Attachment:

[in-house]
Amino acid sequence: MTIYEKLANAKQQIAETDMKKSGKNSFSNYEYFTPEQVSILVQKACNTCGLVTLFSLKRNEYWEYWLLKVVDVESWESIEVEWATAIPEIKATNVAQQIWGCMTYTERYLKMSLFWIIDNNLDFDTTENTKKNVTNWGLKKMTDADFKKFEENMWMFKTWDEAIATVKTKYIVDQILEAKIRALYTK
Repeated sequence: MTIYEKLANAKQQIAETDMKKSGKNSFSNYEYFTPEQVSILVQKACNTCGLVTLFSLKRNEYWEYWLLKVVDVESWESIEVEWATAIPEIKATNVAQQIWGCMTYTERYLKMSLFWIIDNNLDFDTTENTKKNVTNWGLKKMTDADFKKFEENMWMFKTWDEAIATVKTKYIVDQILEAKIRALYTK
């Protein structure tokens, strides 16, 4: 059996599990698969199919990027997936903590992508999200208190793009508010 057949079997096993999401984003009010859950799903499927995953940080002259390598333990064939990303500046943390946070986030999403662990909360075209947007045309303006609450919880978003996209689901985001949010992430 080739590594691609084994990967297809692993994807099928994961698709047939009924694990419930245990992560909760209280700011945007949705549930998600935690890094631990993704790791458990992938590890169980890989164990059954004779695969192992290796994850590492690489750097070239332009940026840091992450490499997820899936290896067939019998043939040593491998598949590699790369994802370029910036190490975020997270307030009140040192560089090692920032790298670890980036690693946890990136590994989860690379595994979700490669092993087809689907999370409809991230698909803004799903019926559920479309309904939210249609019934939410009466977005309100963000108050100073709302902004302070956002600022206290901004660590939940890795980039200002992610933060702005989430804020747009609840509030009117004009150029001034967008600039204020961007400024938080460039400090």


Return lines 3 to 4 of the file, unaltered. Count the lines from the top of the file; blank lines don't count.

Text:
Repeated sequence: MTIYEKLANAKQQIAETDMKKSGKNSFSNYEYFTPEQVSILVQKACNTCGLVTLFSLKRNEYWEYWLLKVVDVESWESIEVEWATAIPEIKATNVAQQIWGCMTYTERYLKMSLFWIIDNNLDFDTTENTKKNVTNWGLKKMTDADFKKFEENMWMFKTWDEAIATVKTKYIVDQILEAKIRALYTK
């Protein structure tokens, strides 16, 4: 059996599990698969199919990027997936903590992508999200208190793009508010 057949079997096993999401984003009010859950799903499927995953940080002259390598333990064939990303500046943390946070986030999403662990909360075209947007045309303006609450919880978003996209689901985001949010992430 080739590594691609084994990967297809692993994807099928994961698709047939009924694990419930245990992560909760209280700011945007949705549930998600935690890094631990993704790791458990992938590890169980890989164990059954004779695969192992290796994850590492690489750097070239332009940026840091992450490499997820899936290896067939019998043939040593491998598949590699790369994802370029910036190490975020997270307030009140040192560089090692920032790298670890980036690693946890990136590994989860690379595994979700490669092993087809689907999370409809991230698909803004799903019926559920479309309904939210249609019934939410009466977005309100963000108050100073709302902004302070956002600022206290901004660590939940890795980039200002992610933060702005989430804020747009609840509030009117004009150029001034967008600039204020961007400024938080460039400090």